The Hard Reality of an Unhealthy Church Culture
By: Josh Roberie
Falling for Autumn
What season has your favorite weather? For me, it is Fall; hands down. Maybe if I had better abs, I would enjoy pool weather more. But as of now, I and my potbelly LOVE the feel and smell of cool crisp Autumn air.
The leaves are falling in Birmingham, and I could not be happier. My oldest daughter loves to collect these firey snowflakes. As she was showing me the best of her picks yesterday, I noticed each had dazzling color, as well as brown spots, and bits where bugs had chewed through their delicate wings.
If we are honest, it is the same with our hearts. Every soul has its bright spots as well as scars from disappointments, brown spots from being burned by a relationship, and even areas where life has eaten through our hopes. If this is true for each person, then it is also true for where people gather in deep relationships, like church.
The Real Danger
It can be hard to know what to do when the hard realities of an unhealthy church culture or ministry leader impact our lives. We can start, though, by being honest with ourselves, before we focus on what others can do better. There is a scripture in Psalms that has helped me get perspective on this:
“Its walls are patrolled day and night against invaders, but the real danger is wickedness within the city.”Psalm 55:10
One of the keys to surviving a dysfunctional church culture or leader is not being able to identify what is unhealthy in someone else, but the ability to be honest with yourself.
Like Psalm 55:10 says, it can be easy to focus on problems outside of the city while ignoring the threat within the walls of our own hearts. In other words, it’s easy to point out what others are doing wrong instead of taking responsibility for what is wrong inside of us. Successfully navigating these turbulent waters of the souls takes a level of self-evaluation, many are not willing to accept.
A Difficult Question
I have had many conversations with church members and leaders who say their pastor or church culture is toxic or unhealthy in some way. If you are in a similar situation, then let me ask you a difficult question others and have asked me. It is a consideration that is essential for everyone in the process of reclaiming spiritual health after experiencing dysfunction.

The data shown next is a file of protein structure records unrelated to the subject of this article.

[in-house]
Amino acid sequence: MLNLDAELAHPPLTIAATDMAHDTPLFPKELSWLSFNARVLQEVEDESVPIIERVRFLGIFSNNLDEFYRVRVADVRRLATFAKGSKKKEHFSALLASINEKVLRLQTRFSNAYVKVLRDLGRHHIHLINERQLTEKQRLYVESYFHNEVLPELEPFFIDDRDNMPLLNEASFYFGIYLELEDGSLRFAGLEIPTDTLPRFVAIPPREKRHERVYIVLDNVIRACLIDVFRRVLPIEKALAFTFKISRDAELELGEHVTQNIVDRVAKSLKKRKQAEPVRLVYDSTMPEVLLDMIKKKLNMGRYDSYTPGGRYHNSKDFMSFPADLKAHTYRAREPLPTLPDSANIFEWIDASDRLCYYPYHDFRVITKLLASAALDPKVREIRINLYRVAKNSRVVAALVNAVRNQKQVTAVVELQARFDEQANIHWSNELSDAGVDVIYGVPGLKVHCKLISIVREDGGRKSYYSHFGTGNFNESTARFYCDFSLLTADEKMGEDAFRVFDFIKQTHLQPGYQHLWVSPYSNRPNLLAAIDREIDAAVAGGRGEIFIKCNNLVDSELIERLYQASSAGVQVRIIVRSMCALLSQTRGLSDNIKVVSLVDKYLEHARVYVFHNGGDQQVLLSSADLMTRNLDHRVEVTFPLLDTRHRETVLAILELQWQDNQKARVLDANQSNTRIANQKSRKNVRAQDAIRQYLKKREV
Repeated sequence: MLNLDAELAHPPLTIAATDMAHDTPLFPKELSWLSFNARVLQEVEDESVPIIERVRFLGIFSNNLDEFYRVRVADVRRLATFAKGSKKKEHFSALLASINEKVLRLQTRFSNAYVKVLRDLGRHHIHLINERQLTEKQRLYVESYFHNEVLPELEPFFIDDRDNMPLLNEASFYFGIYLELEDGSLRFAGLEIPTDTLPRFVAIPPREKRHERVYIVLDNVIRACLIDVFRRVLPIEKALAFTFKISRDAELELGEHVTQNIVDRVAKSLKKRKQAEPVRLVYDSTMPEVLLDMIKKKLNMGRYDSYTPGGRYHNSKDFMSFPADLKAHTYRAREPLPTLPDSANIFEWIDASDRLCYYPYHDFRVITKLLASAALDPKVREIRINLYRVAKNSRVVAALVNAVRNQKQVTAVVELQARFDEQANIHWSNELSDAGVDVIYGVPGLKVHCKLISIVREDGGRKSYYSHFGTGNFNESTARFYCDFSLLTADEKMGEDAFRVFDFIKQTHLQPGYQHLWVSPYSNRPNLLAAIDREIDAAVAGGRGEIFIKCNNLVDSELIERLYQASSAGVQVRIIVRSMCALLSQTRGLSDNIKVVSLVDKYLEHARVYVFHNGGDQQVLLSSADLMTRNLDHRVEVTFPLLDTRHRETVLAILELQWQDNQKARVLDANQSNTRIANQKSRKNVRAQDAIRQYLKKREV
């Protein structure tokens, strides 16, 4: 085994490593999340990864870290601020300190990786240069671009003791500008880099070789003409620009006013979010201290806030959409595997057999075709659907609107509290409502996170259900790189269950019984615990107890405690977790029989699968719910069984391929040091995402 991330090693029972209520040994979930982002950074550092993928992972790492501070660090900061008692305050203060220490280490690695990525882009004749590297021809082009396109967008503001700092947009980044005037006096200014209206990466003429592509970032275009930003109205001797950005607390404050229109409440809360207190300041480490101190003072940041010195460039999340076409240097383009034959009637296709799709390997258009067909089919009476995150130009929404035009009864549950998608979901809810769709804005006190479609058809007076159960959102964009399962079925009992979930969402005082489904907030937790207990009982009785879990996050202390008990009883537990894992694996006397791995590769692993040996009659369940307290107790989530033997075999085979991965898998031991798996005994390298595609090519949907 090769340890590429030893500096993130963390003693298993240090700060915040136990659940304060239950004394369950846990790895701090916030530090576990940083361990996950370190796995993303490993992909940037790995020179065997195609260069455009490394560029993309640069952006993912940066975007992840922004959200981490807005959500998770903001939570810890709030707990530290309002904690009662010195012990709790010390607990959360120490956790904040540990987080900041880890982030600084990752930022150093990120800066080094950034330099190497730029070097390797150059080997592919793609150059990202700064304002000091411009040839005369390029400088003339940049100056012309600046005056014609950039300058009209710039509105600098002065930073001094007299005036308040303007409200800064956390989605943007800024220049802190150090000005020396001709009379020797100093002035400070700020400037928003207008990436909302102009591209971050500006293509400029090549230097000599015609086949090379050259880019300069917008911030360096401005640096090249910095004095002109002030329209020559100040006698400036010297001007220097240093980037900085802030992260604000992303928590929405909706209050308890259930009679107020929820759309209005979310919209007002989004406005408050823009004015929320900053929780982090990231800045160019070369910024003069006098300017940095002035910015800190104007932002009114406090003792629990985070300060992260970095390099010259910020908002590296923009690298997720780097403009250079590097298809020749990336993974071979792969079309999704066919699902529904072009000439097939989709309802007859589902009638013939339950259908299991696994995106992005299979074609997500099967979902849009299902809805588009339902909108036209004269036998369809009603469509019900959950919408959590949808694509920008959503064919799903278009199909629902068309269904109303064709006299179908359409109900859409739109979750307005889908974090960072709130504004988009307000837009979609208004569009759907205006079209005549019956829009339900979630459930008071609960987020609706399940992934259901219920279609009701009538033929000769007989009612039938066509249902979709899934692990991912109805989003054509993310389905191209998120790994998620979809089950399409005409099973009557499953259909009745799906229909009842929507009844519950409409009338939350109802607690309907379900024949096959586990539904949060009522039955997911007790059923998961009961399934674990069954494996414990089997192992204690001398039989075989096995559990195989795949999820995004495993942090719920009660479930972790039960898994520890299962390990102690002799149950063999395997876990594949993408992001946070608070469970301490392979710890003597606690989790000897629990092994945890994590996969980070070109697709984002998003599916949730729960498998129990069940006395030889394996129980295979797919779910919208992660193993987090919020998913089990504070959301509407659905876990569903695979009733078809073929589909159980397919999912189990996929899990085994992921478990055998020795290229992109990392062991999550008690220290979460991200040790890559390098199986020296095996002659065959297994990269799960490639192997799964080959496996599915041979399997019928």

Can you be honest about what attracted you to a place that is unhealthy? Are you able to come to terms with what is keeping you there even though you know it is not the best place for you? If you do not first identify what is going on in your heart, then even if you are in an environment you need to leave, you will find yourself in similar circumstances in the future.
That’s a tough one, but it is vital to moving forward in a healthy way. I can often tell how ready someone is to forgive and begin writing a new future for their story by how they are able to process this “honesty principle.”
Blaming others will never lead to growth in your life. While there may be people who are not doing the right thing, you always have a choice to take responsibility for yourself or blame others. Complaining and criticizing without adjusting on our end only covers up in pain and unhealth in ourselves. It doesn’t do anything to resolve the real issue. Unhealthy people blame others for their dissatisfaction in life. Healthy people take responsibility for the change they need.
If you have been hurt, you may not be able to tackle this issue right away. But doesn’t most medicine taste a little sour at first? To truly get healthy, we should be willing to take the medicine we may not like at first but will bring about the desired result in the end. We have to face the dysfunction in ourselves, so the unhealthy habits and perspectives we have developed in an unhealthy environment do not continue and impact ourselves and others down the road.
What do you think? I’d love to hear from you about this! Please leave a comment on Facebook, Instagram, or this post.
Further Reading on this topic: